From a Central Coast school girl with a fascination for new places to trekking, cycling and building adventures for good causes around the world, let’s meet Laura.

Sat in the sun, overlooking Paddy’s Channel from her parent’s beautiful Saratoga home, Laura Maya Frot, could be mistaken for any other 30-something year old daughter, returning home to study after years of travelling around the world. But, as Laura talks of her travels, including journalist work in Latin America, a road trip to Romania to deliver supplies to a refuge for trafficking survivors, and a visit to slum schools in the red light districts of India, it becomes clear that she likes to take her travels off the beaten track.

What started out as a fascination for people and places beyond her comfortable Central Coast childhood, quickly developed into a passion that saw Laura pack up her school books at just 13 and head to the desert in the USA to experience a cultural exchange, followed by a year studying in Norway at just 16, au pair work in Spain at 21, followed by aid work in Honduras and Ecuador.

“When I was 7, my Valley View Public School teacher started a pen pal programme with her nephew and his fellow sailors who were sailing around the world on one of the tall ships for the 1988 Bicentenary. I remember devouring their letters about different places around the world and thinking to myself that I wanted to go exploring!”

Fast forward 25 years and, staying true to her word, Laura has definitely had her fair share of exploration.  But, unlike the majority of young travellers, Laura’s travels have always had a philanthropic element to them, and together with her French husband of seven years, David, she is about to embark on the most challenging adventure yet.

“For some reason, I always knew I would end up in Nepal. The work we are doing there is much more about us learning from them, than us giving to them. They don’t have the usual trappings of a Westernised culture and we can learn a lot from their approach to life. Those who have so little seem to be the most generous. It’s very humbling.”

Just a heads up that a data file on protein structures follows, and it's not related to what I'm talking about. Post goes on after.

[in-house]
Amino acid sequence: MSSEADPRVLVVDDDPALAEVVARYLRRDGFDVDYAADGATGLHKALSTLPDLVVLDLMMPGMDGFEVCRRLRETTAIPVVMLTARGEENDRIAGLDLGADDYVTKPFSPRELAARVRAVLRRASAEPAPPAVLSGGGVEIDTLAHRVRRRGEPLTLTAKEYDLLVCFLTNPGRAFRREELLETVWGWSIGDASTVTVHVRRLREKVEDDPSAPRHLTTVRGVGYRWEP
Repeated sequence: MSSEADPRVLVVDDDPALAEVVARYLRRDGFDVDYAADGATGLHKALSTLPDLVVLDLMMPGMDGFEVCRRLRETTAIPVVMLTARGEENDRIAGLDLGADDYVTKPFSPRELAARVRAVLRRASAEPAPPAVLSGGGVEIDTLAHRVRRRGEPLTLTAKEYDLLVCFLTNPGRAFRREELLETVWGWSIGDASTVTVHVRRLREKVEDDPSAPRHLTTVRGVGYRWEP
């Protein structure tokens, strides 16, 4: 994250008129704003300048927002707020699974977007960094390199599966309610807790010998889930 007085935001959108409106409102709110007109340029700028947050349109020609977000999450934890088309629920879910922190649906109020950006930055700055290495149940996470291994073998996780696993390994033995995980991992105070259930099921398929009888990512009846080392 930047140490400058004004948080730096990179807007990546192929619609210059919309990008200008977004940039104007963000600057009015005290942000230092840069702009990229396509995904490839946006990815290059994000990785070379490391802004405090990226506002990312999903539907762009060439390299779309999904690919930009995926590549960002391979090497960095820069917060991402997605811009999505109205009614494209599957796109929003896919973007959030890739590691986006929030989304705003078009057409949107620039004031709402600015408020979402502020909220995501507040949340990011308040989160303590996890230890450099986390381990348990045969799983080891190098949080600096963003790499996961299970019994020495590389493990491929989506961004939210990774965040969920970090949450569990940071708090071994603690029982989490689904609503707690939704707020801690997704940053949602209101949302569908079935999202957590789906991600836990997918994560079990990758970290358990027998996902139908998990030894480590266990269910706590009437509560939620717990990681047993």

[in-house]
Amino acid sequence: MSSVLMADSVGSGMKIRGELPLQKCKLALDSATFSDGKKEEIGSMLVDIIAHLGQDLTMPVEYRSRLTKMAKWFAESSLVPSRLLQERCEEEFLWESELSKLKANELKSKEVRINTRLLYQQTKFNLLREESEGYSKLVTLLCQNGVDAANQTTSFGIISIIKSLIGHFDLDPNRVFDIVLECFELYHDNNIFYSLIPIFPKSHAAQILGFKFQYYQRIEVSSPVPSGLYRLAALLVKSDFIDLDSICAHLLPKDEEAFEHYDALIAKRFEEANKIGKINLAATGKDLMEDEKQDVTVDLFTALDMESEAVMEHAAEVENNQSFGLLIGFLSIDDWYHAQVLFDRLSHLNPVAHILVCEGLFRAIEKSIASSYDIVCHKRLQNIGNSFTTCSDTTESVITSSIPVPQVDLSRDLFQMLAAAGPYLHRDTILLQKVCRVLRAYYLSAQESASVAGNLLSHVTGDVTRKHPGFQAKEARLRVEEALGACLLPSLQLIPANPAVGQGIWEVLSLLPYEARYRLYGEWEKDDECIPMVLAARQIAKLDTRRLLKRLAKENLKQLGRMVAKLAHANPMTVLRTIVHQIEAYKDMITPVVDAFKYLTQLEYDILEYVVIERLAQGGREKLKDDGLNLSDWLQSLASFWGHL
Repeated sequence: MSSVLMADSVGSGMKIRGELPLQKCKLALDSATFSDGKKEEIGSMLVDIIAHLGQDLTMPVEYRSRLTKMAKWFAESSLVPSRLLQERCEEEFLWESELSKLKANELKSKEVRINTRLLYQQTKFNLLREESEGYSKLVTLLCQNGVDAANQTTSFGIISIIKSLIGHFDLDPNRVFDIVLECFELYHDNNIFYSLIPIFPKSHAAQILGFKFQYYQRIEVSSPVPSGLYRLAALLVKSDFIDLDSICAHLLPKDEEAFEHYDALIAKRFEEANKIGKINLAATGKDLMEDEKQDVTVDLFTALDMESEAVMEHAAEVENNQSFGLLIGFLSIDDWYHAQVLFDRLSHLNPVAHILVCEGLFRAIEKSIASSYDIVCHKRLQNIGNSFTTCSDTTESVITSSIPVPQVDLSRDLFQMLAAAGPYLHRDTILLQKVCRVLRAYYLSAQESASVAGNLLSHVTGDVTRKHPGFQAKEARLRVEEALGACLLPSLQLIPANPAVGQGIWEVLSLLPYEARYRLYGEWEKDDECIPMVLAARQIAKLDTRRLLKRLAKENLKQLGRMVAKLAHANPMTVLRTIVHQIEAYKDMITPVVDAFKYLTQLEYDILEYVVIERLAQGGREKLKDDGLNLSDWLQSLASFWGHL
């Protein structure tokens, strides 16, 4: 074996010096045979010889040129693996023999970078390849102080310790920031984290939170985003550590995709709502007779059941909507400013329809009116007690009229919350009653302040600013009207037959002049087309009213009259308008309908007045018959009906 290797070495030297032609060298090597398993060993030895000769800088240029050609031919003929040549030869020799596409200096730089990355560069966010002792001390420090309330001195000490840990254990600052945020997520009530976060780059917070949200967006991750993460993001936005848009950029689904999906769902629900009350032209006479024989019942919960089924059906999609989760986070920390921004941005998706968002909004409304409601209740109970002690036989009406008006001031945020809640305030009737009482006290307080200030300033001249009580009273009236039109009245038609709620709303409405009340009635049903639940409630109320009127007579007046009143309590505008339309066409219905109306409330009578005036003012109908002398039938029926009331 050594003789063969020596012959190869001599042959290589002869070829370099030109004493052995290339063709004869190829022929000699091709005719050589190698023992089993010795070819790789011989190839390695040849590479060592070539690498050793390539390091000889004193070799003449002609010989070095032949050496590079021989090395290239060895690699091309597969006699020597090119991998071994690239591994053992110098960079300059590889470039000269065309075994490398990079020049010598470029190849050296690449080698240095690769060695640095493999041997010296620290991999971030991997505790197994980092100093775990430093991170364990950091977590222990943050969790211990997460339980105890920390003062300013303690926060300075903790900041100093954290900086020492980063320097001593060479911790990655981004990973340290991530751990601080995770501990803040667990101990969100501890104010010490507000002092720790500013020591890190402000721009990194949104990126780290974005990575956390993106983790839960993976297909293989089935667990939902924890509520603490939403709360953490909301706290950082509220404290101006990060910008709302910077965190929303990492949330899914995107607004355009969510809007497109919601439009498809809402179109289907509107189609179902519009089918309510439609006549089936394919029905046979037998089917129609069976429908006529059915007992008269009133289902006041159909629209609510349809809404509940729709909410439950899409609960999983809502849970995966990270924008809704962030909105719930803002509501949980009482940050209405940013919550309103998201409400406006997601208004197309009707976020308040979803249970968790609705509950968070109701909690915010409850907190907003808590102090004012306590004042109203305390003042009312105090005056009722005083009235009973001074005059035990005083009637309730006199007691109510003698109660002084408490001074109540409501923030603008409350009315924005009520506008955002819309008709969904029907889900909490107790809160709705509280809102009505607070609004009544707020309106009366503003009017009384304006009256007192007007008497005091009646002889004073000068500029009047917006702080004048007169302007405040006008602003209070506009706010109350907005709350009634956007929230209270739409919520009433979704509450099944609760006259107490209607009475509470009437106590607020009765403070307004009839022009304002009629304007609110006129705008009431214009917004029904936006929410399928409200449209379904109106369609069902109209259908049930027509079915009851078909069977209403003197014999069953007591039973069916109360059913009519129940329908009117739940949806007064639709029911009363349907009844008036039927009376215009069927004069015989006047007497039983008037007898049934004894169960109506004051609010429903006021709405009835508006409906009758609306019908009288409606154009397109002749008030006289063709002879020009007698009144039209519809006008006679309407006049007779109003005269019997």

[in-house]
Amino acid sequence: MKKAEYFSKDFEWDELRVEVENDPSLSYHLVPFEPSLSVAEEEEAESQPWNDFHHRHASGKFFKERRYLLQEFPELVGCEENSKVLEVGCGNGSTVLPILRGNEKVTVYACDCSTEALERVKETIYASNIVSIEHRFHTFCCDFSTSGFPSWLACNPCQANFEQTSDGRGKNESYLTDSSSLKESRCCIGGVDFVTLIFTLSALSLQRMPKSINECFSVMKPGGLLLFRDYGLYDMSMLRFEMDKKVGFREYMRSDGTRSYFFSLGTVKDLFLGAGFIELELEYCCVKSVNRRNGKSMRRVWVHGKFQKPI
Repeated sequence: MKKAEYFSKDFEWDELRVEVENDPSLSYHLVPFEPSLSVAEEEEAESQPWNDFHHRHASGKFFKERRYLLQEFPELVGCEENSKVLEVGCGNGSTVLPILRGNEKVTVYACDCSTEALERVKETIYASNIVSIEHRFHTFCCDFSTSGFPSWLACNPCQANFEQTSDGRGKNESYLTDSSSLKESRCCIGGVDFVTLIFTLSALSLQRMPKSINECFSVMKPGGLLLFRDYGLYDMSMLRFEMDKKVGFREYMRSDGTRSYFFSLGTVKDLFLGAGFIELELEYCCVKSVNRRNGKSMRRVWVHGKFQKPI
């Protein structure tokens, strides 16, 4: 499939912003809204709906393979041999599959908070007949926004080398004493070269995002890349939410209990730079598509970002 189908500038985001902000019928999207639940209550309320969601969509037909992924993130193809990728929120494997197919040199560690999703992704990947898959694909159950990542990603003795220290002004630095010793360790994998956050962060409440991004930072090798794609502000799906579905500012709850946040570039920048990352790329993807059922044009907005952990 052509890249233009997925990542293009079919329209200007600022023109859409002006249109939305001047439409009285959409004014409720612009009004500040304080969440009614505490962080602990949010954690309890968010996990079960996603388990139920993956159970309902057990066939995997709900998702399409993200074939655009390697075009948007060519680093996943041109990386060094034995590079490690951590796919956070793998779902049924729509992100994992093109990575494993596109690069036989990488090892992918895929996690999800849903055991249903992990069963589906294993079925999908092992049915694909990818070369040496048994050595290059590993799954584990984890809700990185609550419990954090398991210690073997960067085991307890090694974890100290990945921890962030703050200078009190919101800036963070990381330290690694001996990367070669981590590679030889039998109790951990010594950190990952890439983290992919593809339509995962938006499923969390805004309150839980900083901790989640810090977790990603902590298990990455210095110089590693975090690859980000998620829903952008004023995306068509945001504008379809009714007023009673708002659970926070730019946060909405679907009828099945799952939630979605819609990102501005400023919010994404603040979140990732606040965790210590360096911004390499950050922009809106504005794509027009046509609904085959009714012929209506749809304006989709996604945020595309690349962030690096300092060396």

Back in 2010, when Laura was about to turn 30, instead of planning a big party to celebrate this milestone, she decided that she wanted to do something a bit different (a common theme in Laura’s life it seems). What started out as a pre-turning 30 bucket list (30 things she wanted to do including learning to play the guitar, belly dancing in Morocco, and getting married – to the same man – in ten different countries), led Laura to realise her true calling in life; to make a real difference in the lives of others.


After a year of fundraising $10,000, Laura and David headed to Mount Everest Base Camp as part of an Australian Red Cross charity challenge and subsequently spent four months living in a remote Nepali village on Panchasee in Kaski district. They taught English to kids – kids who had never seen books before, and set up a modest library and resource centre with art supplies. Thinking they had done their good deed; they left the village to head back to their families in France and Australia to work, and earn money to support themselves for their next charitable adventure.

Returning to the same Nepali village three years later however, Laura and David were dismayed to see that the library and resource centre had been damaged by floods, and the books had been a feasting ground for rats. Another thing was noticeably missing from the village – half the people.

“It is estimated that up to 10,000 people – mostly girls and women – are trafficked out of Nepal and sold into Indian brothels each year. It is not uncommon to hear of girls going missing or being lured overseas on the promise of respectful employment, only to never be heard from again.”

In a pursuit of a supposed better life, many men and women had left the only place they had ever known and taken crippling loans to pay recruitment companies for the flights and visas to work in the Middle East.

“A recent report revealed that more than 400 Nepalese migrant workers have died on Qatar’s building sites as the Gulf state prepares to host the World Cup in 2022.”

As Laura and David would soon learn, though, the better quality of life the villagers were seeking was far from the reality that faced them in their new country; with little English, the men were forced to work long hours on building sites or food stalls for very little recompense, had their passports confiscated, and sometimes communication with families back home was cut off. There were reports of women being lured by the promise of domestic or childcare work, but instead were sold to brothels and subjected to unimaginable abuse.